One Year In : A Talk with the SuperintendentA Chat with Superintendent Allen-Mastro about where the district is and where it's going.
By: Mikaela Rogers Ziegler, Sibley Scribe
Last year, in her first term as superintendent, Dr. Nancy Allen-Mastro was often seen around school events, attending performances, sports games and talent shows. This is her second year here in that role, and her involvement in school activities hasn’t faltered. In fact, one could even say she’s doing more. I sat down for an interview with her to talk about district goals, what to look for in the coming years, and Sibley’s new principal.
She says that she knows much more about the community and feels much more a “rooted” part of it, rather than a spectator. When I interviewed her last year she laid out four specific goals. She wanted to pull back the curtain on how school administration does business. Now a year later new areas for improvement and efficiency have been identified, and planning for the future has taken a key role. Last year she talked about wanting to offer more college credit options at Sibley. This year the district is entering into a partnership with Inver Hills to offer more in-school options for college credit. This innovative plan will be gradually implemented, but there are already conversations with Inver Hills.
Now that Dr. Allen Mastro has been here for a year she is also dealing with additional goals and projects. One of her pioneering achievements of the last year was the strategic framework. Created during three stakeholder engagement meetings, the framework sets out the districts mission, core values, and vision. “This is who we are,” says Dr. Allen-Mastro. She views the framework and its goals as a pathway for the district (a visual of these goals is below).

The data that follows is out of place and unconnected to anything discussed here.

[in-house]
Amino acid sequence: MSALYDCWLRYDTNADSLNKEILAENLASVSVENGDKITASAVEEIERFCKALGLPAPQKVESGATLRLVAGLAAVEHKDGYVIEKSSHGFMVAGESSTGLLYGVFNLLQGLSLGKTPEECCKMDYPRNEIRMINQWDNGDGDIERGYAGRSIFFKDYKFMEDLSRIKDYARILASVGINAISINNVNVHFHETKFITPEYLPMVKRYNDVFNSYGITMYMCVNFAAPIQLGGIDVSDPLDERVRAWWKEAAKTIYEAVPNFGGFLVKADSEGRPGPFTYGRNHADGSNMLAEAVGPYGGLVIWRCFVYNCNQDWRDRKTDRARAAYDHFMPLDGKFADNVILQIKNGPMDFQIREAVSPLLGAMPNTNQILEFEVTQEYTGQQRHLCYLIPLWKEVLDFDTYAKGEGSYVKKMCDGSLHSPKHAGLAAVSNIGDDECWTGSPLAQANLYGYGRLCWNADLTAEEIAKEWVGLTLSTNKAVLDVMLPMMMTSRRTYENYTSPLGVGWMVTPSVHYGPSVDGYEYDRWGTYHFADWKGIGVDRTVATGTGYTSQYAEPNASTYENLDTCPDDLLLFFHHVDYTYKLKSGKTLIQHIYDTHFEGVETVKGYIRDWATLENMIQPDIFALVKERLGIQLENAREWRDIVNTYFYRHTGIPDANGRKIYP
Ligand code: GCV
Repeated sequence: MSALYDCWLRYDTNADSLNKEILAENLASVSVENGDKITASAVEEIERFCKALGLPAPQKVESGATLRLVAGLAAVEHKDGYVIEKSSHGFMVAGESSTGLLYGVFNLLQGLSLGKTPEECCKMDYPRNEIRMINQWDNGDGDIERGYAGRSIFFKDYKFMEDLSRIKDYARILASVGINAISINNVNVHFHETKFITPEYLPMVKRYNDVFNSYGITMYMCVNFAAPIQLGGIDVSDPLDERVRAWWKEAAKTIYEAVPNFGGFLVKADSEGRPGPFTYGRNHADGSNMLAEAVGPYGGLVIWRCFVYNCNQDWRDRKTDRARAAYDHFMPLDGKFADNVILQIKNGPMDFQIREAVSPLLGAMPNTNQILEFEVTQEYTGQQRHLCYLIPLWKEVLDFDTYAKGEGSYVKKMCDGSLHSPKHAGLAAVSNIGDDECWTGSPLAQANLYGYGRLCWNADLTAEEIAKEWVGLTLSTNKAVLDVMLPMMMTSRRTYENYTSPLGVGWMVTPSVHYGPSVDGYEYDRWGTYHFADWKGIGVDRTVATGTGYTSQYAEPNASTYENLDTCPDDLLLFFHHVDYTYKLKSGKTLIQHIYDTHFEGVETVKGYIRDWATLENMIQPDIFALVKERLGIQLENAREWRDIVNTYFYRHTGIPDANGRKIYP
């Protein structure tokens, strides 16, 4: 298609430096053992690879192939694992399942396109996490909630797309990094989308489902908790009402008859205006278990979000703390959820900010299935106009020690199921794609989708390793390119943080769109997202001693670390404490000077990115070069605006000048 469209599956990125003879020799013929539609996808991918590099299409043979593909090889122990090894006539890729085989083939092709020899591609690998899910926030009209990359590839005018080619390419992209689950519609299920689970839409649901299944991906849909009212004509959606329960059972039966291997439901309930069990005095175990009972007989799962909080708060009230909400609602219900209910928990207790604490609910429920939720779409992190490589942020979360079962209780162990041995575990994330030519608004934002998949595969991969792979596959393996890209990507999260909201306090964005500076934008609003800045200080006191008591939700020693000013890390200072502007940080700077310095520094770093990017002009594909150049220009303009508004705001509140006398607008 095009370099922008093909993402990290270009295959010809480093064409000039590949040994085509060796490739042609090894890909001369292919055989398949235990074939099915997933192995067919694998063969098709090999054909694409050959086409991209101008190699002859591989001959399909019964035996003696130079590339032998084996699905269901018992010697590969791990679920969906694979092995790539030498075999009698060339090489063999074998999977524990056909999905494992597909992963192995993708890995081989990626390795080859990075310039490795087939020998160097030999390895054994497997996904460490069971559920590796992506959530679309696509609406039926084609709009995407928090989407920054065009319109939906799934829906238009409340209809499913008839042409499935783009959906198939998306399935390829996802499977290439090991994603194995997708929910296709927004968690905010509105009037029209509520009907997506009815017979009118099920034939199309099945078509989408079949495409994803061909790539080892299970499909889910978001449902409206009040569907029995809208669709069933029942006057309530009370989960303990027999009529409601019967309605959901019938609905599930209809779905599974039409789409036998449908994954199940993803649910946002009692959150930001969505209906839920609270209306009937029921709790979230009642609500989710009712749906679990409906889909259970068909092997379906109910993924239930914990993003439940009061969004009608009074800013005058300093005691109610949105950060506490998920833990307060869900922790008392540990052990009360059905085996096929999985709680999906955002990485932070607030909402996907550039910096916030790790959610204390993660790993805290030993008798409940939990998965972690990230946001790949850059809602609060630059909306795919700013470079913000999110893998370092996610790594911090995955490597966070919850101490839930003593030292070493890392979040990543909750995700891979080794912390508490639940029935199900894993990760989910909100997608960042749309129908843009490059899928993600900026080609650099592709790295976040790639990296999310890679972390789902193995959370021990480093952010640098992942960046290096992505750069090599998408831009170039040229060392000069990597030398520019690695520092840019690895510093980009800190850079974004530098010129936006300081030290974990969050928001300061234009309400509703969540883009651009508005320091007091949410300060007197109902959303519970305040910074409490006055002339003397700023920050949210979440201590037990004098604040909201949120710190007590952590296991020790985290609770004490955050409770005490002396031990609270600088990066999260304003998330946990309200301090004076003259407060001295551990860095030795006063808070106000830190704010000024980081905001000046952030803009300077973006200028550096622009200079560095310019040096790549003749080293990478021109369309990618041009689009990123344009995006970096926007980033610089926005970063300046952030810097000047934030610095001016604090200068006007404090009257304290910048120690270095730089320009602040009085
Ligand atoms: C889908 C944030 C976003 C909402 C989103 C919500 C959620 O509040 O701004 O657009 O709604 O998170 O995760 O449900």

Along with a new framework, our district also welcomes a new principal to Sibley. Upon asking her why she was excited to work with him she responded, “Redetzke has great passion, energy and enthusiasm.” She talks about him being very student centered with a great vision for learning. “He is very excited to work with the teachers, students, and parents,” she says.
But how much does a new administrator change a school? She talked about how every administrator has their own style, including personality, beliefs and personal experiences. An administrator’s effectiveness is partially based on that. Whatever Redetske brings, she says, “It will be a process to get used to. The most valuable thing a new administrator can bring is new perspective.” She continues, “They make objective observations that people on the inside are incapable of making. They help point out things and ask questions that make you think.” With a relatively new superintendent and a brand new principal, Sibley, as the only high school, can look forward to changes, innovations, and ideas that are sure to reflect this new perspective.